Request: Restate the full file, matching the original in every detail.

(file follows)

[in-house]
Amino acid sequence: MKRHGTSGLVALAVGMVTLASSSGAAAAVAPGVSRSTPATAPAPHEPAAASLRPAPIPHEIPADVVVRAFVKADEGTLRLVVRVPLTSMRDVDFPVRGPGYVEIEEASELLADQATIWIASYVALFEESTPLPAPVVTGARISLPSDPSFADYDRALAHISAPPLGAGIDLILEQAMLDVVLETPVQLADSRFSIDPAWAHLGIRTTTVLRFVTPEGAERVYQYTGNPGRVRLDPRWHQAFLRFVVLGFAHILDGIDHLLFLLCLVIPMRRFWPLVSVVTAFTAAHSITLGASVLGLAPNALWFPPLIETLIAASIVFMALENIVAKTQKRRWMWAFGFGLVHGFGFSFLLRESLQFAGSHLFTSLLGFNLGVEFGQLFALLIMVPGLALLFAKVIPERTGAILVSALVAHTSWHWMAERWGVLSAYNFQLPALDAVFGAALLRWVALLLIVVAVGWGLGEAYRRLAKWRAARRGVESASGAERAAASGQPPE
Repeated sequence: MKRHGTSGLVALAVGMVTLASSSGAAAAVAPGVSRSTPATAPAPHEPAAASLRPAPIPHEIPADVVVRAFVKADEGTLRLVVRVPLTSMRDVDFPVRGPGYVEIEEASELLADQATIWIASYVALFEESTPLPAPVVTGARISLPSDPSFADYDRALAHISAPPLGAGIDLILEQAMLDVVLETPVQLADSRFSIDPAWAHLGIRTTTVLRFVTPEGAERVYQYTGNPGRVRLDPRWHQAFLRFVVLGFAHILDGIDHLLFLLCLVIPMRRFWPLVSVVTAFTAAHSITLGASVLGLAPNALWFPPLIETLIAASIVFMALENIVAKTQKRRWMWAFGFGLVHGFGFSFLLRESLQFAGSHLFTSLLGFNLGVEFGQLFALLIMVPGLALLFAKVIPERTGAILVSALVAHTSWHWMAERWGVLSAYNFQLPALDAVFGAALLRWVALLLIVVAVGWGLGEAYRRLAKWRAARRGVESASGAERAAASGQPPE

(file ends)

[in-house]
Amino acid sequence: MKRHGTSGLVALAVGMVTLASSSGAAAAVAPGVSRSTPATAPAPHEPAAASLRPAPIPHEIPADVVVRAFVKADEGTLRLVVRVPLTSMRDVDFPVRGPGYVEIEEASELLADQATIWIASYVALFEESTPLPAPVVTGARISLPSDPSFADYDRALAHISAPPLGAGIDLILEQAMLDVVLETPVQLADSRFSIDPAWAHLGIRTTTVLRFVTPEGAERVYQYTGNPGRVRLDPRWHQAFLRFVVLGFAHILDGIDHLLFLLCLVIPMRRFWPLVSVVTAFTAAHSITLGASVLGLAPNALWFPPLIETLIAASIVFMALENIVAKTQKRRWMWAFGFGLVHGFGFSFLLRESLQFAGSHLFTSLLGFNLGVEFGQLFALLIMVPGLALLFAKVIPERTGAILVSALVAHTSWHWMAERWGVLSAYNFQLPALDAVFGAALLRWVALLLIVVAVGWGLGEAYRRLAKWRAARRGVESASGAERAAASGQPPE
Repeated sequence: MKRHGTSGLVALAVGMVTLASSSGAAAAVAPGVSRSTPATAPAPHEPAAASLRPAPIPHEIPADVVVRAFVKADEGTLRLVVRVPLTSMRDVDFPVRGPGYVEIEEASELLADQATIWIASYVALFEESTPLPAPVVTGARISLPSDPSFADYDRALAHISAPPLGAGIDLILEQAMLDVVLETPVQLADSRFSIDPAWAHLGIRTTTVLRFVTPEGAERVYQYTGNPGRVRLDPRWHQAFLRFVVLGFAHILDGIDHLLFLLCLVIPMRRFWPLVSVVTAFTAAHSITLGASVLGLAPNALWFPPLIETLIAASIVFMALENIVAKTQKRRWMWAFGFGLVHGFGFSFLLRESLQFAGSHLFTSLLGFNLGVEFGQLFALLIMVPGLALLFAKVIPERTGAILVSALVAHTSWHWMAERWGVLSAYNFQLPALDAVFGAALLRWVALLLIVVAVGWGLGEAYRRLAKWRAARRGVESASGAERAAASGQPPE